[Top] [All Lists]

Re: [ontolog-forum] using SKOS for controlled values for controlled voca

To: ontolog-forum@xxxxxxxxxxxxxxxx
From: "John F. Sowa" <sowa@xxxxxxxxxxx>
Date: Sat, 09 Oct 2010 22:54:38 -0400
Message-id: <4CB12AEE.3020105@xxxxxxxxxxx>
Leo,    (01)

Those are critical issues, and they cannot be addressed in isolation.    (02)

> SKOS is a controlled vocabulary language, not an ontology language.
> You know the hazards of inferring a (stronger) subclass relation
> between two classes or classification nodes than the (weaker)
> lexical relation of narrower-than. SKOS was developed to address
> that, and it's a good thing.    (03)

Of course, but there is no reason why you can't have a predicate
named 'narrower-than' in any version of logic.    (04)

But the more serious issue is that the people who distinguish
SKOS applications from OWL applications are trying to preserve
an illusion:  the claim that it is possible to compartmentalize
reasoning into formal and informal.  It's a continuum.  And it's
a continuum for different aspects of every subject, including
physics, medicine, cooking, and basket weaving.    (05)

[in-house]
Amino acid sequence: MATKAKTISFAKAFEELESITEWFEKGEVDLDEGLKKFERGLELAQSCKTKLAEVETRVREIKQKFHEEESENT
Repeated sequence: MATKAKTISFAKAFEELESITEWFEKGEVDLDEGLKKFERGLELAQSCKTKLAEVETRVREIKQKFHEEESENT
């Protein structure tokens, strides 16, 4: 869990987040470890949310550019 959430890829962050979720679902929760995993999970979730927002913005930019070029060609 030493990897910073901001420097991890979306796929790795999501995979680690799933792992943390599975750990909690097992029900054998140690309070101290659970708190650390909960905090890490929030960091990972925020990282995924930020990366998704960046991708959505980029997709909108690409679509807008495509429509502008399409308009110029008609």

> A conceptual class in an ontology is not the same as a lexical
> classification node in a thesaurus. OWL addresses ontologies; SKOS
> addresses vocabularies. The former are conceptual, the latter are lexical.    (06)

I know those differences very well, and I've preached those distinctions
myself.  But anything that is said in an ontology must be communicated
in terminology.   People think and talk in words.  And they can use
words to make distinctions that are as precise or fuzzy as required
for any particular application.    (07)

I realize that the practice in library science includes many fuzzy
distinctions that people who preach OWL try to avoid.  But that is
only because the librarians have been dealing with real world issues
for centuries.  Those people who claim that ontology is more precise
than terminology have been representing toy problems (or abstracted
versions of real problems that pretend the messy aspects don't exist).    (08)

> If you obscure the difference, it causes confusion and error.
> We should not do this.    (09)

I believe that the major confusion has been caused by the people
who have ignored all the messy aspects of the world in order to
formulate ontologies that they claim are precise.    (010)

John    (011)

Message Archives: http://ontolog.cim3.net/forum/ontolog-forum/  
Config Subscr: http://ontolog.cim3.net/mailman/listinfo/ontolog-forum/  
Unsubscribe: mailto:ontolog-forum-leave@xxxxxxxxxxxxxxxx
Shared Files: http://ontolog.cim3.net/file/
Community Wiki: http://ontolog.cim3.net/wiki/ 
To join: http://ontolog.cim3.net/cgi-bin/wiki.pl?WikiHomePage#nid1J
To Post: mailto:ontolog-forum@xxxxxxxxxxxxxxxx    (012)

<Prev in Thread] Current Thread [Next in Thread>